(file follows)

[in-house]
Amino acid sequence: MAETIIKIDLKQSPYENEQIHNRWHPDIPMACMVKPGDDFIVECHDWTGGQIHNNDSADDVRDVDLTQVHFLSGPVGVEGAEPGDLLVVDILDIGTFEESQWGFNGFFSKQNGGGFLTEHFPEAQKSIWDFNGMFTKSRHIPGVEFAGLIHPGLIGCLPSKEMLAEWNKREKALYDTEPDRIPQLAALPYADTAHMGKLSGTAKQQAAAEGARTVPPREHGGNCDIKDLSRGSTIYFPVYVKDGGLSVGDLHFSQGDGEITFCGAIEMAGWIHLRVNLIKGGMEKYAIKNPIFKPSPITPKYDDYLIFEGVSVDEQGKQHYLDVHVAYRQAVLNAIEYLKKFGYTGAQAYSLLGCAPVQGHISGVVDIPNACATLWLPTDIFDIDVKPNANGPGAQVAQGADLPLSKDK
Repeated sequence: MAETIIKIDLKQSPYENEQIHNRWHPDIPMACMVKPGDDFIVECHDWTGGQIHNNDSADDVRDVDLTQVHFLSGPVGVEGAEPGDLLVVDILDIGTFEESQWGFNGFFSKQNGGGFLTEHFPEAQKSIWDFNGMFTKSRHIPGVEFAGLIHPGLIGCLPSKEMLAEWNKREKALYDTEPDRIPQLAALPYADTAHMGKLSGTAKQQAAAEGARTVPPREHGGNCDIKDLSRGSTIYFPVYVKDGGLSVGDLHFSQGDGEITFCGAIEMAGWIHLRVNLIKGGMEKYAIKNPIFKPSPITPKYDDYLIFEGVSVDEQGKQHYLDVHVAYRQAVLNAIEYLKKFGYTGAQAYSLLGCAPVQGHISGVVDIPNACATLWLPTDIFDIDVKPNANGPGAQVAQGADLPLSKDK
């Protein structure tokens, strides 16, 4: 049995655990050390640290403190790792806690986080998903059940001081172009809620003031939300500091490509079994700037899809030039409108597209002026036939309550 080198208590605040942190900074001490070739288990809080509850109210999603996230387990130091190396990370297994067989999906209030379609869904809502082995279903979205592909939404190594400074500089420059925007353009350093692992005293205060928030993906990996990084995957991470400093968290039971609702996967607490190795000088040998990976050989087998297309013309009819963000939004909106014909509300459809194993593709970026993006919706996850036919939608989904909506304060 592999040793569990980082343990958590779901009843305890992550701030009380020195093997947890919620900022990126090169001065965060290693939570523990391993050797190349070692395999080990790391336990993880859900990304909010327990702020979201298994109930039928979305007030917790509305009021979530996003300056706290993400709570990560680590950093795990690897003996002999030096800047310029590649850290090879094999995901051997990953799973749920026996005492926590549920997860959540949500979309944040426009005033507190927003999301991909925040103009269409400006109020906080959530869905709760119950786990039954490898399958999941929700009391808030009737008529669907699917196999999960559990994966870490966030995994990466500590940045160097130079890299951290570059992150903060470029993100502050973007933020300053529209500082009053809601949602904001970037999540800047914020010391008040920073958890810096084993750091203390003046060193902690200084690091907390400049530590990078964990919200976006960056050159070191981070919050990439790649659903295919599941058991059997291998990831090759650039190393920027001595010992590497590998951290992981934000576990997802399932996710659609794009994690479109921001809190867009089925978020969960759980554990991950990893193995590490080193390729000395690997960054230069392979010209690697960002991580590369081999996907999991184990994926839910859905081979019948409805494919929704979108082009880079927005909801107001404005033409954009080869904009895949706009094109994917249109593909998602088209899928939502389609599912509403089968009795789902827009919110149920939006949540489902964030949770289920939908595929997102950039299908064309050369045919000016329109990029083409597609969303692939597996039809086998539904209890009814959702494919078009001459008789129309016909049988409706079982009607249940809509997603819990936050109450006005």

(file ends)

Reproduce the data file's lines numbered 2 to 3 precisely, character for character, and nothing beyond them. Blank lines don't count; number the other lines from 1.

Amino acid sequence: MAETIIKIDLKQSPYENEQIHNRWHPDIPMACMVKPGDDFIVECHDWTGGQIHNNDSADDVRDVDLTQVHFLSGPVGVEGAEPGDLLVVDILDIGTFEESQWGFNGFFSKQNGGGFLTEHFPEAQKSIWDFNGMFTKSRHIPGVEFAGLIHPGLIGCLPSKEMLAEWNKREKALYDTEPDRIPQLAALPYADTAHMGKLSGTAKQQAAAEGARTVPPREHGGNCDIKDLSRGSTIYFPVYVKDGGLSVGDLHFSQGDGEITFCGAIEMAGWIHLRVNLIKGGMEKYAIKNPIFKPSPITPKYDDYLIFEGVSVDEQGKQHYLDVHVAYRQAVLNAIEYLKKFGYTGAQAYSLLGCAPVQGHISGVVDIPNACATLWLPTDIFDIDVKPNANGPGAQVAQGADLPLSKDK
Repeated sequence: MAETIIKIDLKQSPYENEQIHNRWHPDIPMACMVKPGDDFIVECHDWTGGQIHNNDSADDVRDVDLTQVHFLSGPVGVEGAEPGDLLVVDILDIGTFEESQWGFNGFFSKQNGGGFLTEHFPEAQKSIWDFNGMFTKSRHIPGVEFAGLIHPGLIGCLPSKEMLAEWNKREKALYDTEPDRIPQLAALPYADTAHMGKLSGTAKQQAAAEGARTVPPREHGGNCDIKDLSRGSTIYFPVYVKDGGLSVGDLHFSQGDGEITFCGAIEMAGWIHLRVNLIKGGMEKYAIKNPIFKPSPITPKYDDYLIFEGVSVDEQGKQHYLDVHVAYRQAVLNAIEYLKKFGYTGAQAYSLLGCAPVQGHISGVVDIPNACATLWLPTDIFDIDVKPNANGPGAQVAQGADLPLSKDK